Maybe I should embrace it. Perhaps the constant janitorial rounds of my immediate perimeter aren’t really a problem. Lots of experts recommend doing something off-task to unblock oneself. It might look as if I’m sweeping the floor for the seventh time of the morning but maybe deep in my subconscious, that special place where magical things happen, I’m solving problems, untangling knots, mapping out sentences.
Sadly I suspect that these experts are the same maniacs who advise me to get up and walk around the house in the middle of the night when I can’t sleep. I’m pretty sure that doesn’t get me to sleep any more than attempting to fit all the miniature cups and plates back in the correct storage compartments of my daughter’s Playmobil camper van gets my next novel written. I’m not saying I don’t have a subconscious but mine must be really sub because messages never seem to make it to the surface.
It seems more likely then that the tidying is purely procrastinatory. I’ve read a lot about procrastination whilst writing this piece. I’ve also swept the floor a lot. There’s an almost hallucinatory blurring of the lines between time wasting and working when writing specifically about procrastination. I’d recommend googling ‘procrastination’ as a particularly out and proud act of time-wasting. Using the internet, as many seem to do, to seek help for procrastination is so manifestly self-defeating that it elicits tenderness in me toward the rest of humanity. The only thing I’ve actually learned from reading about procrastination is that I’m doing it all wrong. It seems other people procrastinate by doing something they mildly enjoy – like watching videos of kittens or stalking ex-colleagues online – in place of the thing they should be doing. I, on the other hand, perhaps due to my Catholic upbringing, replace the thing I should be doing with something essentially unpleasant, boring and somewhat punitive.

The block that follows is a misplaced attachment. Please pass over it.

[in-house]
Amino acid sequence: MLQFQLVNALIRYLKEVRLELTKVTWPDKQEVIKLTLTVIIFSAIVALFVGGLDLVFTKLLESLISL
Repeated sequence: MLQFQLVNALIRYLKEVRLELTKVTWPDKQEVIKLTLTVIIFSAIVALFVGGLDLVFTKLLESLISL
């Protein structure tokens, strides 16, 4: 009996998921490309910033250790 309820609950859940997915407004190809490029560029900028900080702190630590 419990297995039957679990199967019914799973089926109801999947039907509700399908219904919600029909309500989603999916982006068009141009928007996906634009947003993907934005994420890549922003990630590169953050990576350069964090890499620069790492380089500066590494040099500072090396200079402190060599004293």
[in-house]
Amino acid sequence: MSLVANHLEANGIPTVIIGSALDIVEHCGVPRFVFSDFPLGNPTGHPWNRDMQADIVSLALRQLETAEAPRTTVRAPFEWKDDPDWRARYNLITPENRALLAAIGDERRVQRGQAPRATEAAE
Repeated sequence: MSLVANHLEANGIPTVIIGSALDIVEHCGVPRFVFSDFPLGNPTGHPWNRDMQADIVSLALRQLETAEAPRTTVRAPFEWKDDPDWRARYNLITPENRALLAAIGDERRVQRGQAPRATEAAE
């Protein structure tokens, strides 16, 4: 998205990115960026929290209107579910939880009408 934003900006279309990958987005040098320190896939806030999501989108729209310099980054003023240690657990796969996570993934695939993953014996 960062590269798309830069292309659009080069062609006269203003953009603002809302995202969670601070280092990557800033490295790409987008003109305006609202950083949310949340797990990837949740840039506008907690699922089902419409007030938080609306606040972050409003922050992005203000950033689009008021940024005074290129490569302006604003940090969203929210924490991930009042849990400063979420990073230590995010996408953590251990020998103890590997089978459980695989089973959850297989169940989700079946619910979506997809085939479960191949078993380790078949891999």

If my motivation is neither to subconsciously make progress with my writing or consciously avoid getting on with it, then I’m inclined to think maybe it’s not really my problem at all. Maybe I’m just a symptom of a wider cultural anxiety. Pick up any magazine and somewhere between the adverts trying to sell you more stuff you’ll find some hand-wringing article on how to deal with our late-capitalist burden — too many possessions, too much information. Each day the digital and physical trail we drag behind us lengthens, we try and outsource it to vast primary-coloured storage silos or to the Cloud but still it refuses to be tamed. Perhaps this is why ordered domestic domains are now fetishized and made public with endless Instagram accounts showing curated shelves, Hygge homes and decluttered living rooms. Tidying is waving a white flag: I accept the world is too complicated, I’m closing the doors and limiting my ambitions to a shelf.
Maybe though this anxiety is even more acute in the writer. The thing I’ve come to realise is that similar impulses lie behind both tidying and writing. Both involve sifting, sorting, making choices, bringing order to chaos; a certain rigour is required. It’s the endgame that differs. When I tidy a room I’m always left with a small pile of displaced items that cannot be housed. They have no logical place in the wider scheme of things. I stare at them and they stare back. They are inevitably consigned to the miscellaneous drawer. As a writer, it’s the literary equivalent of this invincible chaos that I want to find. I’m panning for the grit that remains after all the sifting is done. Tidying is about making the visible invisible, writing is the opposite.
I could not now go back to that old hospitable squalor. I don’t believe that clutter equates to creativity. I have to accept that tidying and writing stem for me from the same place and are battling like children for my attention and time. I have to accept that for every bit of grit I find to put on the page, I am forced to sweep other bits from the floor and that when I stop writing, the dust will settle, the piles will mount and the chaos consume me.
Catherine O’Flynn 2019